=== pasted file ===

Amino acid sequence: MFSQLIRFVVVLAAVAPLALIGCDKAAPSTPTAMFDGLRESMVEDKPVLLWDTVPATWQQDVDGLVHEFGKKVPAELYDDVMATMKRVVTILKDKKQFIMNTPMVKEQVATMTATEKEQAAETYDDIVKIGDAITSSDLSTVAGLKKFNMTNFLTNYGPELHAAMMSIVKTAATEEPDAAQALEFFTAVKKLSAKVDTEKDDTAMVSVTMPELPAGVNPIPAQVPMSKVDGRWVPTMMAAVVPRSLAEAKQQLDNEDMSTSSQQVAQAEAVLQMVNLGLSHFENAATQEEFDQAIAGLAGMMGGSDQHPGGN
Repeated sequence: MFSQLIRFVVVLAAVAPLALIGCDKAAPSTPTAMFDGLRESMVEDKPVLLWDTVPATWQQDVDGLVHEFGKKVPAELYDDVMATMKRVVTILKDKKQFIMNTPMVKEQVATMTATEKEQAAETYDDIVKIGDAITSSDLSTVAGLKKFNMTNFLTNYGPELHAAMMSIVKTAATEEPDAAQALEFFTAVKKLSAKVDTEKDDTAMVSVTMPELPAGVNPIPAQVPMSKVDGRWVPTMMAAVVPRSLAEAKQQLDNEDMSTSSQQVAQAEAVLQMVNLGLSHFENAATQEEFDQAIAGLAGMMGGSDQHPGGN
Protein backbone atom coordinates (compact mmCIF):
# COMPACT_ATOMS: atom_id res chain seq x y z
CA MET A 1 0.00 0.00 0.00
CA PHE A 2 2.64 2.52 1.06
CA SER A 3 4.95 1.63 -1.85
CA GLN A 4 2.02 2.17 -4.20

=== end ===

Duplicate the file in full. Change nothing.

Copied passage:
Amino acid sequence: MFSQLIRFVVVLAAVAPLALIGCDKAAPSTPTAMFDGLRESMVEDKPVLLWDTVPATWQQDVDGLVHEFGKKVPAELYDDVMATMKRVVTILKDKKQFIMNTPMVKEQVATMTATEKEQAAETYDDIVKIGDAITSSDLSTVAGLKKFNMTNFLTNYGPELHAAMMSIVKTAATEEPDAAQALEFFTAVKKLSAKVDTEKDDTAMVSVTMPELPAGVNPIPAQVPMSKVDGRWVPTMMAAVVPRSLAEAKQQLDNEDMSTSSQQVAQAEAVLQMVNLGLSHFENAATQEEFDQAIAGLAGMMGGSDQHPGGN
Repeated sequence: MFSQLIRFVVVLAAVAPLALIGCDKAAPSTPTAMFDGLRESMVEDKPVLLWDTVPATWQQDVDGLVHEFGKKVPAELYDDVMATMKRVVTILKDKKQFIMNTPMVKEQVATMTATEKEQAAETYDDIVKIGDAITSSDLSTVAGLKKFNMTNFLTNYGPELHAAMMSIVKTAATEEPDAAQALEFFTAVKKLSAKVDTEKDDTAMVSVTMPELPAGVNPIPAQVPMSKVDGRWVPTMMAAVVPRSLAEAKQQLDNEDMSTSSQQVAQAEAVLQMVNLGLSHFENAATQEEFDQAIAGLAGMMGGSDQHPGGN
Protein backbone atom coordinates (compact mmCIF):
# COMPACT_ATOMS: atom_id res chain seq x y z
CA MET A 1 0.00 0.00 0.00
CA PHE A 2 2.64 2.52 1.06
CA SER A 3 4.95 1.63 -1.85
CA GLN A 4 2.02 2.17 -4.20